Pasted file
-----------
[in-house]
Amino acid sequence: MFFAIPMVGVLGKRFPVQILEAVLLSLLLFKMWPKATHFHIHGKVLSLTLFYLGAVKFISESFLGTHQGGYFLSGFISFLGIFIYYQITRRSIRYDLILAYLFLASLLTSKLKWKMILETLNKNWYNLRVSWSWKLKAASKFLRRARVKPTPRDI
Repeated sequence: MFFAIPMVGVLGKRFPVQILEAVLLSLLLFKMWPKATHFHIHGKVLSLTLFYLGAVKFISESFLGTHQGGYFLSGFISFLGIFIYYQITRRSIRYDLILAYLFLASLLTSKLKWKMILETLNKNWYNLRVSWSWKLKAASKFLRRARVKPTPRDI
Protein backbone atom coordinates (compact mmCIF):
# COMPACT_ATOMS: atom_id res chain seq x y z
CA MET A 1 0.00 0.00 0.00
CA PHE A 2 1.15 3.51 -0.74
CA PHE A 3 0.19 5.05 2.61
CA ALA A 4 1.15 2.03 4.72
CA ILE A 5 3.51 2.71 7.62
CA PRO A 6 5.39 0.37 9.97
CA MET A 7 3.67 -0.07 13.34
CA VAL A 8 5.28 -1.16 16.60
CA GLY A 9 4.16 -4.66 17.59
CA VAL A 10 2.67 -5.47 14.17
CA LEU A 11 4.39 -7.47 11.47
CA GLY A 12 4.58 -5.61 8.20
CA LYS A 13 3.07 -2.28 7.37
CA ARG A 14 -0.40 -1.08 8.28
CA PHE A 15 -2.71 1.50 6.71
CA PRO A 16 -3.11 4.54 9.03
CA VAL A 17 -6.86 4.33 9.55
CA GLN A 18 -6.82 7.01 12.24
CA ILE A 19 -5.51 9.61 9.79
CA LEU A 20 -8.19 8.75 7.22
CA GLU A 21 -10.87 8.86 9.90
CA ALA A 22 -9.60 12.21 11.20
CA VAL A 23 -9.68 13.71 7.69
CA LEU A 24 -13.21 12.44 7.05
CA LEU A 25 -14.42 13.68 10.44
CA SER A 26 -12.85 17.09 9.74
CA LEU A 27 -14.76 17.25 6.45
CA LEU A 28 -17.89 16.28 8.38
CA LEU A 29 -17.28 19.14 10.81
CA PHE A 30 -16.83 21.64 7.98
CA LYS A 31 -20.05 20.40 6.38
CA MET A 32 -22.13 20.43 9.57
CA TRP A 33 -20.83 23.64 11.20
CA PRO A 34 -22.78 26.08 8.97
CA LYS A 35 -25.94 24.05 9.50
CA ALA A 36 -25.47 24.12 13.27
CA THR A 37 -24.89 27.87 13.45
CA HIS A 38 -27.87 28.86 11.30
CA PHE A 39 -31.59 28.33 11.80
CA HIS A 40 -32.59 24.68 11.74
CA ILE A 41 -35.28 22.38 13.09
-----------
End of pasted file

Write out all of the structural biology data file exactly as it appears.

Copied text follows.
[in-house]
Amino acid sequence: MFFAIPMVGVLGKRFPVQILEAVLLSLLLFKMWPKATHFHIHGKVLSLTLFYLGAVKFISESFLGTHQGGYFLSGFISFLGIFIYYQITRRSIRYDLILAYLFLASLLTSKLKWKMILETLNKNWYNLRVSWSWKLKAASKFLRRARVKPTPRDI
Repeated sequence: MFFAIPMVGVLGKRFPVQILEAVLLSLLLFKMWPKATHFHIHGKVLSLTLFYLGAVKFISESFLGTHQGGYFLSGFISFLGIFIYYQITRRSIRYDLILAYLFLASLLTSKLKWKMILETLNKNWYNLRVSWSWKLKAASKFLRRARVKPTPRDI
Protein backbone atom coordinates (compact mmCIF):
# COMPACT_ATOMS: atom_id res chain seq x y z
CA MET A 1 0.00 0.00 0.00
CA PHE A 2 1.15 3.51 -0.74
CA PHE A 3 0.19 5.05 2.61
CA ALA A 4 1.15 2.03 4.72
CA ILE A 5 3.51 2.71 7.62
CA PRO A 6 5.39 0.37 9.97
CA MET A 7 3.67 -0.07 13.34
CA VAL A 8 5.28 -1.16 16.60
CA GLY A 9 4.16 -4.66 17.59
CA VAL A 10 2.67 -5.47 14.17
CA LEU A 11 4.39 -7.47 11.47
CA GLY A 12 4.58 -5.61 8.20
CA LYS A 13 3.07 -2.28 7.37
CA ARG A 14 -0.40 -1.08 8.28
CA PHE A 15 -2.71 1.50 6.71
CA PRO A 16 -3.11 4.54 9.03
CA VAL A 17 -6.86 4.33 9.55
CA GLN A 18 -6.82 7.01 12.24
CA ILE A 19 -5.51 9.61 9.79
CA LEU A 20 -8.19 8.75 7.22
CA GLU A 21 -10.87 8.86 9.90
CA ALA A 22 -9.60 12.21 11.20
CA VAL A 23 -9.68 13.71 7.69
CA LEU A 24 -13.21 12.44 7.05
CA LEU A 25 -14.42 13.68 10.44
CA SER A 26 -12.85 17.09 9.74
CA LEU A 27 -14.76 17.25 6.45
CA LEU A 28 -17.89 16.28 8.38
CA LEU A 29 -17.28 19.14 10.81
CA PHE A 30 -16.83 21.64 7.98
CA LYS A 31 -20.05 20.40 6.38
CA MET A 32 -22.13 20.43 9.57
CA TRP A 33 -20.83 23.64 11.20
CA PRO A 34 -22.78 26.08 8.97
CA LYS A 35 -25.94 24.05 9.50
CA ALA A 36 -25.47 24.12 13.27
CA THR A 37 -24.89 27.87 13.45
CA HIS A 38 -27.87 28.86 11.30
CA PHE A 39 -31.59 28.33 11.80
CA HIS A 40 -32.59 24.68 11.74
CA ILE A 41 -35.28 22.38 13.09